Cryo-PXCT can essentially be used for building a framework for ultrastructural imaging of such processes. It would help to establish a 3-D contextual map of the tissue, for efficient subsequent selection of particular cells/regions for sectioning and immunolabeling by cryo-immuno electron microscopy. Firstly, since the tissues for cryo-PXCT are prepared in a completely compatible way (prior infiltration with sucrose and polyvinylpyrrolidone as a cryoprotectant) for subsequent cryo-immuno electron microscopy, such studies would indeed be feasible. Secondly, since the X-Y-Z coordinates of particular features of interest can easily be visualized and located in the cryo-PXCT reconstructed tomograms (Fig. 3), the intact tissue sample afterward could be trimmed (using a cryo-ultramicrotome) or milled (using a cryo-FIB) down to the particular layer (from the surface of the block) that contains the features of interest, and a lamella (i.e., by FIB) or thin tissue sections (i.e., by cryo-ultramicrotomy) could subsequently be collected on an EM grid or slide for cryo immuno-fluorescence, cryo immuno-electron microscopic and/or potentially spatially-resolved mass spectrometric approaches (i.e., MALDI-TOF imaging).

While the tissue samples used in our studies are not high-pressure frozen, which typically results in better-preserved ultrastructure than found in those used for cryo-immuno electron microscopy (chemically-fixed, sucrose-infiltrated samples)1, 2 as we had used here for cryo-PXCT, two points must be emphasized: Firstly, while we are in the process of testing adaptive measures to enable visualization of high-pressure frozen samples, at the moment mainly a sample-carrier related issue; the fundamental physics/instrumentation (namely, OMNY) that enabled imaging of the sample by cryo-PXCT would essentially be exactly the same as used to image these cryo-protected, chemically-fixed samples. The point of the presented research is to show that thick biological specimens can be imaged by X-ray ptychographic imaging in cryogenic conditions, which to our knowledge has never been shown before, mainly due to lack of appropriate instrumentation. OMNY is the relatively new instrument that was developed to address this challenge.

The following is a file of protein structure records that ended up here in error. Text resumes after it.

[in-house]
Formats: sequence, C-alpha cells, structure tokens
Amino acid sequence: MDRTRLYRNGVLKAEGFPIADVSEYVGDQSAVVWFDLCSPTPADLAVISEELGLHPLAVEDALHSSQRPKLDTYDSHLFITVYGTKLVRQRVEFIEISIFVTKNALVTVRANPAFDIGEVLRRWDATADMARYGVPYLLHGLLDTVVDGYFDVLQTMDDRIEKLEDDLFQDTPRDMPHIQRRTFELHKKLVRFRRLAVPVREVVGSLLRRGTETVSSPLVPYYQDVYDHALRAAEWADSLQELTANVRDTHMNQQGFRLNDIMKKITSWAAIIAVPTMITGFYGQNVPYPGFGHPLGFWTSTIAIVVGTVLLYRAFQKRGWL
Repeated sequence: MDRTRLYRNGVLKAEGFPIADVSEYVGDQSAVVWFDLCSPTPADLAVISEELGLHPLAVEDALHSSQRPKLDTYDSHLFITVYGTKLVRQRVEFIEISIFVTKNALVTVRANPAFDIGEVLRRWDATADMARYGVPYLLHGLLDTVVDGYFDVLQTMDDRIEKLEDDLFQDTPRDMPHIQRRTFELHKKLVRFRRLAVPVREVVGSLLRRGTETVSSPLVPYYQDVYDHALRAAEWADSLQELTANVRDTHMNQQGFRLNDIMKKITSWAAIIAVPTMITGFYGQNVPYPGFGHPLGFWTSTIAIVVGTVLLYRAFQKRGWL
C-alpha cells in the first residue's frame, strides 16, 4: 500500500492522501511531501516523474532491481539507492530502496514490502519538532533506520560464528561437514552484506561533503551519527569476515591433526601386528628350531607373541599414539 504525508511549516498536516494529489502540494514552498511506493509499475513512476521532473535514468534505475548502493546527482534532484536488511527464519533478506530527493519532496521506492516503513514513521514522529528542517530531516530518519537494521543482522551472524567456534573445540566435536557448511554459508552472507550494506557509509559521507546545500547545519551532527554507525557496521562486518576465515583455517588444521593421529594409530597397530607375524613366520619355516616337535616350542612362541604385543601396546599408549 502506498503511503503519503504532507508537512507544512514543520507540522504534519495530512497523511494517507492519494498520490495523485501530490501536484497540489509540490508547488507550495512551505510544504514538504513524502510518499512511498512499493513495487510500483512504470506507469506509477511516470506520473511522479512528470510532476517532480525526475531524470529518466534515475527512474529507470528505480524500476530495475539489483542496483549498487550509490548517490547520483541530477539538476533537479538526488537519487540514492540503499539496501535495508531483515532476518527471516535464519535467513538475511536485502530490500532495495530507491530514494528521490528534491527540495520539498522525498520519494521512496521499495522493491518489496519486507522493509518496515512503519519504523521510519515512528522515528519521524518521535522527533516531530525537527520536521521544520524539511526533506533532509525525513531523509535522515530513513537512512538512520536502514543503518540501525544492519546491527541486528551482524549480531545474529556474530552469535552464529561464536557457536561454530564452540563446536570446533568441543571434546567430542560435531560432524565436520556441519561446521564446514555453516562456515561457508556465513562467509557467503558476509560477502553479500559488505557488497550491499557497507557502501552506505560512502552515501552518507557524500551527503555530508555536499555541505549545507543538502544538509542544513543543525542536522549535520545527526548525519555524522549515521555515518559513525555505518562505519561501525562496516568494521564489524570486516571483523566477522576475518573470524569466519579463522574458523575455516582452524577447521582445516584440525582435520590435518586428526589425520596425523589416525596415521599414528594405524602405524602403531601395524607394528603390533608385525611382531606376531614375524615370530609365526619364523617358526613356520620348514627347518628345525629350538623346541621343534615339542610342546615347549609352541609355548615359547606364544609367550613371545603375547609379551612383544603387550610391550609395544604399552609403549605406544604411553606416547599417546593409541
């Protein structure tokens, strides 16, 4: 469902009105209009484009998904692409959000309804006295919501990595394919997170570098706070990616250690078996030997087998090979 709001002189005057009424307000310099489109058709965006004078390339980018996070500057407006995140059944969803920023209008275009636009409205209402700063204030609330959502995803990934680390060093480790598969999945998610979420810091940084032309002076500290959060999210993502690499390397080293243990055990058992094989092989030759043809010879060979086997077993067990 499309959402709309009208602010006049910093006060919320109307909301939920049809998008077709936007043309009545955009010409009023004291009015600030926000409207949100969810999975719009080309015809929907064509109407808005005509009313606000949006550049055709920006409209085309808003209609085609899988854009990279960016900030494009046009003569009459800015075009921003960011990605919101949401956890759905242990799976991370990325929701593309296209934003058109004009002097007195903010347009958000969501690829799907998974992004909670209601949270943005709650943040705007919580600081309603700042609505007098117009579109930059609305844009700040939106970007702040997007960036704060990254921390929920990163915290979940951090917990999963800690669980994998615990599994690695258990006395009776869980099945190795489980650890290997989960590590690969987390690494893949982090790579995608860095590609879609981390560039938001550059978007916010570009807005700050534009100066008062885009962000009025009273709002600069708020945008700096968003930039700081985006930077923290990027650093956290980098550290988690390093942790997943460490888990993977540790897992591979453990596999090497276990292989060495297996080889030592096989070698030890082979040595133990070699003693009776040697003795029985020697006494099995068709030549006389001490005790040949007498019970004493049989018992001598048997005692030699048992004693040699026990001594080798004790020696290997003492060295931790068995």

Secondly, it must also be emphasized that cryo-immuno electron microscopy is historically a far more widely-used and easily-accessible technique known by biological researchers, as compared to high-pressure freezing and other instrumentation related to cryo-FIBSEM4 and CEMOVIS/CETOVIS5,6,7,8, 25. Both techniques provide superior resolution yet require reduction (milling or sectioning) of the tissue; furthermore, the latter (CEMOVIS/CETOVIS) is limited in imaging thickness for which sections are typically 50–80 nm thick.

The tools and techniques for cryo-immuno electron microscopy are typically considered easier to acquire and utilize by a wider scientific audience. The fact that we use tissues prepared in the same way as for cryo -immuno electron microscopy makes our technology immediately appealing to the broader scientific audience that know and use, or would wish to use, cryo-immuno electron microscopy to address their research questions. There exists a well-known struggle to localize regions of interest practically “blindly” in the unstained tissue. Such a community would greatly appreciate a technology like ours that can be harnessed to build a 3-D map of the unstained tissue for direct use in guiding to the regions of interest for subsequent thin sectioning followed by electron microscopy.

Furthermore, since currently available sample carriers are more restrictive for high-pressure frozen samples, we are working to develop compatible carriers and parallel approaches that would enable high-pressure freezing of such samples that could then either be transferred to the head of an OMNY pin or directly imaged by cryo-PXCT after cryo-trimming. This is an active area of research that requires more time to be demonstrated and validated, but should be feasible to address in the next few years. If successful, the resulting 3-D maps by cryo-PXCT are envisioned to be immensely useful for CEMOVIS/CETOVIS and cryo-FIBSEM. Such 3-D maps would directly benefit a major bottleneck in cryo-FIBSEM and especially CEMOVIS/CETOVIS research: it is challenging and in some cases impossible to pinpoint desired features of interest in unstained tissues prior to imaging using these approaches. By demonstrating a first feasibility of generating such 3-D maps by cryo-PXCT in tissue that has been prepared to be compatible with cryo-immuno electron microscopy, our results set a foundation for next tackling and imaging high-pressure frozen material, which would theoretically be most suitable for targeted downstream analysis of key structures.